There is a growing appreciation, for example, that investing in more expensive software that will require a shorter training period, and thus save in staff time more than the extra expense of the software itself, is cost-effective.
And Don Korell, director of research at Steelcase Inc. in Grand Rapids, Mich. , the No. 1 maker of office furniture, sees this as a boom time for ergonomic furniture. ''The number of companies in a trial period of office automation is very large. They've been saying, let's work the bugs out (of a system) and then expand it companywide. Now it's gone from less experimental to more 'Let's do it.' ''
Thomas C. Abrahamsen, human-factor activity manager of the Burroughs Corporation, Detroit, says Burroughs's ''ergonomic terminals'' are doing ''very, very well.'' The ET 1000, compatible with any Burroughs mainframe, and the ET 2000, a stand-alone ''intelligent terminal'' are equipped with dozens of little ergonomic details that add up, from a highly ''persistent'' green phosphor that makes for an unflickering display, to a keyboard that is adjustable, to the point of providing four different levels of ''audible feedback,'' i.e., clicking noises to assure operators they've hit the keys.
''But most (purchasing) companies don't get beyond individual work stations, '' complains C. Robert Snyder of the Facility Management Institute in Ann Arbor, Mich., a unit of the Herman Miller furniture company. ''Ergonomics may be the latest buzzword, but companies are having to be hit over the head'' with the need to rethink their work environments.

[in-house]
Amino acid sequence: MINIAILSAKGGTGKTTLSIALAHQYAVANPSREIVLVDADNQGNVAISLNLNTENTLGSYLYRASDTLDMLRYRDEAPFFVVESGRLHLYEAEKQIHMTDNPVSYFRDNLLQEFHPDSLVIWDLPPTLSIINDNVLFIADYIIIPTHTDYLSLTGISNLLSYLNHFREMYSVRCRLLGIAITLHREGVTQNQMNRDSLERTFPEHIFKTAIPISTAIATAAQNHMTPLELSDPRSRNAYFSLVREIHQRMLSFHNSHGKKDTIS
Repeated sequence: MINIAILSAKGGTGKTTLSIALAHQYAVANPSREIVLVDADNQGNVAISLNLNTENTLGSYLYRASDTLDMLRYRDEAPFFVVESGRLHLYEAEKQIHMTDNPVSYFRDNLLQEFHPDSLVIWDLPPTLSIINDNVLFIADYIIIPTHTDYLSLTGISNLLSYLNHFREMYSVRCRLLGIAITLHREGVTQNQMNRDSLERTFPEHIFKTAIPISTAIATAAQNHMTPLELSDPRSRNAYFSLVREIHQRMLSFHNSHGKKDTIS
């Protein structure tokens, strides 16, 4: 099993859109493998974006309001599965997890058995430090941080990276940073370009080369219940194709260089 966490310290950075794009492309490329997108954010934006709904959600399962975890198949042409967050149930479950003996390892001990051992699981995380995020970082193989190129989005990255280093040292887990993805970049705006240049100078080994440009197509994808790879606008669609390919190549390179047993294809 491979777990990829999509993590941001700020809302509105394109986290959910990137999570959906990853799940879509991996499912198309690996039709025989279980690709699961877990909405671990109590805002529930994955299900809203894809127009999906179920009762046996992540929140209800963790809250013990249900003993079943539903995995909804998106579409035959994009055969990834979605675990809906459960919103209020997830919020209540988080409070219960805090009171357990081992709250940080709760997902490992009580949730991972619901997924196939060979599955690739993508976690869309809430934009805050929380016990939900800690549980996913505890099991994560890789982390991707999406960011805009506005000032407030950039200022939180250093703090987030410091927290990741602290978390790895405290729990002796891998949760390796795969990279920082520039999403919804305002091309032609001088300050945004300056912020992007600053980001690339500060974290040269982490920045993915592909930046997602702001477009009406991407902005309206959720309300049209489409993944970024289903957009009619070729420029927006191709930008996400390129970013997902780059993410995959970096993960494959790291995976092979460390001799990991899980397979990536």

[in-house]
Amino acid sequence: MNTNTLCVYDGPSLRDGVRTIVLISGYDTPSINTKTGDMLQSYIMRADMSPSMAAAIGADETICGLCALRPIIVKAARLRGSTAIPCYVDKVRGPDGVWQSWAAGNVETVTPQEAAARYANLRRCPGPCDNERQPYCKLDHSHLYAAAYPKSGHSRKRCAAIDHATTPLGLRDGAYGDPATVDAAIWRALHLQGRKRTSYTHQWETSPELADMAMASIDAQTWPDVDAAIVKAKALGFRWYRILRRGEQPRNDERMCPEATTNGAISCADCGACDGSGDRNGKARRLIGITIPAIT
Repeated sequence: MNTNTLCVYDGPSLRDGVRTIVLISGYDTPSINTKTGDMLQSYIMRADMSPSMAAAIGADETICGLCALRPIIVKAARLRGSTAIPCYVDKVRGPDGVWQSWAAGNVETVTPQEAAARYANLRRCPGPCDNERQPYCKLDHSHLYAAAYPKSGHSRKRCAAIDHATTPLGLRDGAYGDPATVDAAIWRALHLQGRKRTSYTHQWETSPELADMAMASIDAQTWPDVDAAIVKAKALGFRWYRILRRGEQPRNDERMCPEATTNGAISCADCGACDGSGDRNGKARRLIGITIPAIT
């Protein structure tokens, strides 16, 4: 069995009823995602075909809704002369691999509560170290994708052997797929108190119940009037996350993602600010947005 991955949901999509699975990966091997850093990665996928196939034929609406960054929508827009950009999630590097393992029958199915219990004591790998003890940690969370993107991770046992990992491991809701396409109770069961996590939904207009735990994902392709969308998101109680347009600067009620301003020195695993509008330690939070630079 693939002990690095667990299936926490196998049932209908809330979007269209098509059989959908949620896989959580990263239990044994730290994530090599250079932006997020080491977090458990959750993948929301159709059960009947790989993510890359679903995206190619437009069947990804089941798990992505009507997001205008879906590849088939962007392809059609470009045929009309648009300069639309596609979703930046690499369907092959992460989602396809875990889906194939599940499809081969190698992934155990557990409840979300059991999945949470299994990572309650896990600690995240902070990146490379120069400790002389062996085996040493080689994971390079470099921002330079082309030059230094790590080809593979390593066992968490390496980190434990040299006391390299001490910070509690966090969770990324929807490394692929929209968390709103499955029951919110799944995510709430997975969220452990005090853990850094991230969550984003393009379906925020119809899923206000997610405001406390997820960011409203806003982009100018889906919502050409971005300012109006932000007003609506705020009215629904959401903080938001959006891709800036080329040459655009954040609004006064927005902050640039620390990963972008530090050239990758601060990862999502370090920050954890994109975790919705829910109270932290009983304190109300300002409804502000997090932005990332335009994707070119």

A larger problem is emerging: Some companies, even sophisticated ones, are finding their buildings simply will not accept new equipment. There isn't room for cabling, for example, and lighting and heating, ventilation, and air conditioning systems are inadequate. Ironically, Mr. Snyder adds, it's often the newest buildings that have the most trouble. With older buildings, retrofit is expensive but at least there is the space to work with.
Part of what's needed, Snyder says, is for a more ''holistic'' approach to integrating technology into the workplace. He says it also behooves furnituremakers to do more toward providing service. He cites a big chemical company ordering new chairs from a major furnituremaker. The chemical company insisted on, and finally got, a little training film from the furniture people so that its own employees would know how to operate their multiply adjustable new chairs.
If you're gathering that a company needs pretty sophisticated internal financial analysis to justify a major investment in ergonomic furniture, you're right.